In today’s competitive environment, hitting quota often demands working long hours. The best sales reps work hard because they have a competitive drive that compels them to win. But that doesn’t mean that you don’t deserve to take some time off to relax on a tropical beach, explore the Roman Colosseum or simply disconnect from the immense pressures of your sales job.
Here are some tips for when and when not to use that PTO you’ve been accruing.
As a general rule, unless you’re ill, don’t miss a single day of work during your first three months in a sales position. In fact, try to avoid taking vacations during your first 6 months on a job. You want to send the message that you’re dependable, dedicated and driven. Nothing can undermine this faster than going on an extended vacation too soon.
Looking for a raise or promotion? A good annual review can go a long way to helping you advance in your career. Many companies hold annual performance reviews at the same time each year. During and leading up to your review, you should not only avoid taking PTO, but you should also be pulling longer hours than ever to crush those quotas.
No matter what you’re selling, chances are that there is a certain time of the year where customers are just simply more likely to buy. If you can identify when those times are, then you should make sure you’re on the job in order to maximize the revenue that you close.
When I was an inside sales rep, there were still in-person events I was expected to attend. While almost all of inside sales reps time is spent selling remotely, the reality is that more and more companies are taking an all-hands-on-deck approach to key conferences and trade shows. This is especially true in startup environments. For example, since RingDNA was built especially for Salesforce customers, Salesforce’s Dreamforce convention is especially important to us. Even our remote sales reps frequently take key roles at this event.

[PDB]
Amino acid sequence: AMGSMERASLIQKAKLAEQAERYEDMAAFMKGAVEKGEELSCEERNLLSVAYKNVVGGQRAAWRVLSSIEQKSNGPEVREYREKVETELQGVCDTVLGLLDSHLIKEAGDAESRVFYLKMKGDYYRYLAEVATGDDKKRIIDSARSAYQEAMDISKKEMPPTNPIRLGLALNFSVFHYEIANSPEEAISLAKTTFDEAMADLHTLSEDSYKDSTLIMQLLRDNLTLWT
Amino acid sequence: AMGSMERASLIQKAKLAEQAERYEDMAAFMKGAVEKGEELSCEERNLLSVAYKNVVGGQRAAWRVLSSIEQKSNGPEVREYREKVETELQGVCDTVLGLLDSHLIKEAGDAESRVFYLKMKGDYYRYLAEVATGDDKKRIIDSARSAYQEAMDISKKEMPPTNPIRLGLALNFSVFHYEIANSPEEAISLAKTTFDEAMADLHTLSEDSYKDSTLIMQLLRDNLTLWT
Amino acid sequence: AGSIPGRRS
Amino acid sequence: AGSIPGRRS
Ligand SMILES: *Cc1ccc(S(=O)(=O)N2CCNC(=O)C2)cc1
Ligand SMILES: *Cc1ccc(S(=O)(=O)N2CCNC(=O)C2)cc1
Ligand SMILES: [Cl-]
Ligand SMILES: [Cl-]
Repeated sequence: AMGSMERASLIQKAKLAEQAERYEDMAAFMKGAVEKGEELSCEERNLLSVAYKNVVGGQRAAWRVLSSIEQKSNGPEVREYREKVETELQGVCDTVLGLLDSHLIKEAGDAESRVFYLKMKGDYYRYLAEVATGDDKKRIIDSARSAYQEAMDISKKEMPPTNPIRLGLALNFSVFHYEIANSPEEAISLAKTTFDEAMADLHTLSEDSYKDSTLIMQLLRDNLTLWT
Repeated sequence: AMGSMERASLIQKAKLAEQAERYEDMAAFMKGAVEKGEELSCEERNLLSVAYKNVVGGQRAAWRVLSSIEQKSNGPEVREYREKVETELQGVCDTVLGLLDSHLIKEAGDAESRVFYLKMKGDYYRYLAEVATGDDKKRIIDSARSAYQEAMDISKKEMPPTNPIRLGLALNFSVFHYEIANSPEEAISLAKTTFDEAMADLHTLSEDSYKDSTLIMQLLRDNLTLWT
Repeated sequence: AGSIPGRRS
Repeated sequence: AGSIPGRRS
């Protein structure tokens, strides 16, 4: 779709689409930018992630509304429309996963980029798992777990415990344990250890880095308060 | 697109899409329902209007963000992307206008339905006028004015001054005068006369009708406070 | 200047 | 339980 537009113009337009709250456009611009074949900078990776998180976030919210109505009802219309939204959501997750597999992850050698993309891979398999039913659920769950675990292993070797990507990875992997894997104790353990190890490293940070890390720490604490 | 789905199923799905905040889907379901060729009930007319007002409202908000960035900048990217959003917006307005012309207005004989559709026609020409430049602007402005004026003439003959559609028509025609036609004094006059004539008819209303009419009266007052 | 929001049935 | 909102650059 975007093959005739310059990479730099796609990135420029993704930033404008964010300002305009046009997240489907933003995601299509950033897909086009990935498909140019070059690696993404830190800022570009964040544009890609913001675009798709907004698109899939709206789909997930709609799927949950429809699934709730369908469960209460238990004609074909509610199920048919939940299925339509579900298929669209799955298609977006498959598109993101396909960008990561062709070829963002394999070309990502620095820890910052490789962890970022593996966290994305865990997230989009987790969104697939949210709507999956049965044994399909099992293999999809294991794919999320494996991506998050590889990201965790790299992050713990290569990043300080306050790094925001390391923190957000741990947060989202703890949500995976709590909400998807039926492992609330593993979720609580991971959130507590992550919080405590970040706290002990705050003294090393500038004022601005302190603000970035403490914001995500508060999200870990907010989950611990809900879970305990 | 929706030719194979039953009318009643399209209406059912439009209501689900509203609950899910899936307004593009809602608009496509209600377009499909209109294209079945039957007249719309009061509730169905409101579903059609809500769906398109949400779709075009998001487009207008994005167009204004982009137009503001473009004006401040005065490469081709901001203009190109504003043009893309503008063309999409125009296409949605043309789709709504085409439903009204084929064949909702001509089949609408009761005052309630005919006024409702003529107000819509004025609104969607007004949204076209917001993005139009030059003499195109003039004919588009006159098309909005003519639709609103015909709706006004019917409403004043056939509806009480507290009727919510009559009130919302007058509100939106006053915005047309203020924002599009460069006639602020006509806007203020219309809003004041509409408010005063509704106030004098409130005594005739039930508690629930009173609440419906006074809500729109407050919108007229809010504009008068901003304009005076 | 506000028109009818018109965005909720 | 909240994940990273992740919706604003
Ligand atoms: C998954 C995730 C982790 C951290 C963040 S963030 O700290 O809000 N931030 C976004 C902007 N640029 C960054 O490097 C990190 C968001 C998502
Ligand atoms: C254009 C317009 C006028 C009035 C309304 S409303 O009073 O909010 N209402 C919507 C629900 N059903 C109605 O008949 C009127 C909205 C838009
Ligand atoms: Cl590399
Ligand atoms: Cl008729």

As a general rule, most companies don’t want you to take more than 10 days of PTO at a time. Take this as a compliment since, if you’re a great sales rep, being gone for too long can have a strong negative impact on your company’s bottom line.
There are probably some industries that do their best business in late December. But unless you’re selling toys or egg nog, chances are that the late holidays are a dead spot. This is especially true in B2B sales, when key decision makers are routinely out of town. Chances are your company is already giving you some holidays off. I always like using my PTO to extend those breaks. Consider taking the entire Thanksgiving week off, as I did last year, or perhaps the time between Christmas and New Years Day.
Sales, by its very nature, is precarious. As a sales rep, more often than not, you’re only as good as the last deal you closed. If you just closed a big deal, your boss will probably be far more happy to approve a PTO request.
In sales, the times that we really need the breaks the most (when we’re in a slump or stressed about hitting goals) are actually the worst times to take off. It’s far better to take PTO when things are going well. After all, the last thing you want is to return to find a pink slip to go with that sun tan.
That being said, if you are overly stressed to the point that it’s affecting your performance, try taking a long weekend. Taking a Friday off won’t likely make or break your quarter. And the short break might be enough to let you reset your game, and crush it when you come back on Monday.